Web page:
Leila Aboulela on Why She Loves Tayib Salih’s ‘The Wedding of Zein’

PEN American recently invited writers, including Sudanese-British novelist Leila Aboulela, to a “great book swap,” where they were to bring “just one beloved book originally written in a foreign tongue.”

Aboulela chose Tayib Salih’s The Wedding of Zein, trans. Denys Johnson-Davies.

One of the reasons she chose the book is, “It’s just so Sudanese.”

She said that, when she first moved to London, “I used to read The Wedding of Zein in Arabic every day, to sort of block out the rain and the reality of my life and sort of go back to a kind of lovely world that I left behind.”

She reads from the book (video below, reading at 21:00), and explains how Zein, the village outcast, is about to strangle another man, when Zein’s Sufi-mystic friend appears, pulls him back, and tells him: “‘Don’t worry, Zein, tomorrow you’ll be marrying the best girl in the village.'”

Aboulela: “And with these sort of prophetic words, a lot of changes happen in the village, and this kind of miracle is really very beautiful, and this is what I love so very much about this novella.”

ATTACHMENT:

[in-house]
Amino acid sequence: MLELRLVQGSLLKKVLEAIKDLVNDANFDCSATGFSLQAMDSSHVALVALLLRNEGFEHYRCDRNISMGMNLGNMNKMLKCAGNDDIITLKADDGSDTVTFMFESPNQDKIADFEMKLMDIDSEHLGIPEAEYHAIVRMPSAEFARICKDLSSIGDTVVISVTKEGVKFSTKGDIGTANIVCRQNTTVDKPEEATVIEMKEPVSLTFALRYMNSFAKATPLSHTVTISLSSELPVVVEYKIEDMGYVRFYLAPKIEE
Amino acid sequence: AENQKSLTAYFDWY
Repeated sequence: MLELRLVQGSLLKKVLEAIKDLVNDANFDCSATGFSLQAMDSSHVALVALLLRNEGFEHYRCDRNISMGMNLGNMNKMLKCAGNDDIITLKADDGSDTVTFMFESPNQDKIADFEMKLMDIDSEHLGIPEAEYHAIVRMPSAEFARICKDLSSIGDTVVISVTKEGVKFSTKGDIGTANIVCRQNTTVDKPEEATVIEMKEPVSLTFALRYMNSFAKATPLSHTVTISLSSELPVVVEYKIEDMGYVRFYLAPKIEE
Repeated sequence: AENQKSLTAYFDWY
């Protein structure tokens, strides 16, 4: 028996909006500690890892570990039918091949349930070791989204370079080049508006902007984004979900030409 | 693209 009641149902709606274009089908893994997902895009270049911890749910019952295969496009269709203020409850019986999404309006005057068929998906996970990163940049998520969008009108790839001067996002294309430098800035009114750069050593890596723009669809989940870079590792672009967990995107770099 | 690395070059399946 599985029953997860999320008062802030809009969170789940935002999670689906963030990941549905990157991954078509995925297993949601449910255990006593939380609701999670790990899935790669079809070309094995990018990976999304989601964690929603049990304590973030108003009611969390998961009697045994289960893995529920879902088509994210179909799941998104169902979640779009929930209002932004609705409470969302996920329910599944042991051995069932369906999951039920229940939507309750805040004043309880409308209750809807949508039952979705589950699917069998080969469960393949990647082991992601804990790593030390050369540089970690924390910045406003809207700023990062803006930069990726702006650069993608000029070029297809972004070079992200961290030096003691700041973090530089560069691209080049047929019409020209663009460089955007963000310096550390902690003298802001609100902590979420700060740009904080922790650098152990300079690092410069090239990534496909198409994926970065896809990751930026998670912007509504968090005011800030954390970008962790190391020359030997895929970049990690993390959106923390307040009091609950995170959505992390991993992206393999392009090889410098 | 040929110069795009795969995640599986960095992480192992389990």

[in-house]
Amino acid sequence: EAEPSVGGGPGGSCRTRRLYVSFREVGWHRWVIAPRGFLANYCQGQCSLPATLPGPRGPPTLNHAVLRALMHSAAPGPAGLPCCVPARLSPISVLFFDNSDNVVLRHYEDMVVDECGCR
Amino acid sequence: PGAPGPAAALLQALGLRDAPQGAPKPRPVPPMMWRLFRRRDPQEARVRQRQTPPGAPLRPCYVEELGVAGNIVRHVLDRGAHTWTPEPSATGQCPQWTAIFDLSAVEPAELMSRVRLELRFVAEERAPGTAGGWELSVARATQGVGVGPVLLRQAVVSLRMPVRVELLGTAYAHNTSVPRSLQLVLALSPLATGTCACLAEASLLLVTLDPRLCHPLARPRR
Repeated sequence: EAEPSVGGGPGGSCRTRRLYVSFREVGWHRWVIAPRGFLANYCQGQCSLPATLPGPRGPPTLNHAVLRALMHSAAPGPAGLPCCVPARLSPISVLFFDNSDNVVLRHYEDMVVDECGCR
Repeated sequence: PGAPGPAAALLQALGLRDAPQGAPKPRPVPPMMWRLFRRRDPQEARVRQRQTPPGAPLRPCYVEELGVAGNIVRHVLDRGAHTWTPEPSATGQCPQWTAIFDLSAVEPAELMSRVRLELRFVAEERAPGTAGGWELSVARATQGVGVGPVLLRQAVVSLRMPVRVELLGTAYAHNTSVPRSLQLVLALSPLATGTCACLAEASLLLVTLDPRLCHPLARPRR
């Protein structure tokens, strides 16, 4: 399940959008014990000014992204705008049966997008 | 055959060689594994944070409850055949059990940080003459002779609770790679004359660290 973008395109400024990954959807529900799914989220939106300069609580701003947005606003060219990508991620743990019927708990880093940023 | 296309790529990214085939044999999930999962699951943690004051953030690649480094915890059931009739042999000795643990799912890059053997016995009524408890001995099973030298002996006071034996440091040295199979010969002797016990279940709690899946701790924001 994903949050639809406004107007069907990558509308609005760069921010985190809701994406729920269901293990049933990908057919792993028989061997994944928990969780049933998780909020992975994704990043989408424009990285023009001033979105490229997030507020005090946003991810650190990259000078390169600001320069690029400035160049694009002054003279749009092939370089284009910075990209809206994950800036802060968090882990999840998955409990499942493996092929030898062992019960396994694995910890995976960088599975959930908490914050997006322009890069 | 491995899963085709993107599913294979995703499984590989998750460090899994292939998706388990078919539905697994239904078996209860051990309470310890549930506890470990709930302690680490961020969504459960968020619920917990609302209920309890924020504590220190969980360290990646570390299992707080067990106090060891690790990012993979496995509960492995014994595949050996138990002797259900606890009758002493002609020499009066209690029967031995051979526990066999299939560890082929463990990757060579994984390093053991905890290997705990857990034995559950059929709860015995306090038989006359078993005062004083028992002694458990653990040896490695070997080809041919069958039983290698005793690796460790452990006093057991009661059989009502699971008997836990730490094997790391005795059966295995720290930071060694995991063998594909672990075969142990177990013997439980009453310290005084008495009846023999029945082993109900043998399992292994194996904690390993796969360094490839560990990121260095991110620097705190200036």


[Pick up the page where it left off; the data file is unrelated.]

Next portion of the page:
She also speaks very interestingly at 1:10:00 about needing to invent her own language when “translating” the lives of her Arab characters into English prose:

“I write in English, of course. So when I want to write about any kind of spiritual aspects or Muslim practice, it’s hard to write about it in English. Because the English words don’t have the same meaning. If I go to the dictionary for example, and I want to translate the Arabic word تقوى, that’s in the…Arabic-English dictionary, that would lead me to piety or pious. Then you go look in the thesaurus, and someone who’s pious is a bigot. So it’s not the same word in Arabic. In Arabic, تقوى would always mean respectful, it would always mean God-fearing. So I can’t write pious. I can never describe one of my characters as pious, because then the reader would just hate them….

So and then the other thing, if I’m describing someone who’s praying, and they go down, that’s called prostrate, and that sounds like you’re sick or something. So I can’t use that word either. I’ve got so many words that I can’t use, and I have to make my own language.

So sometimes I would then describe it physically, I would have to say, he knelt down, put his forehead on the ground, and the grass was wet, you know, anything like that, just to give the reader a sense of it. Because if I say prostrate, the reader is just going to go off in a different direction.

Read excerpts from Salih’s work:

An excerpt from Wedding of Zein on Amazon.com.

An excerpt from Seasons of Migration to the North on NPR.

Watch the video: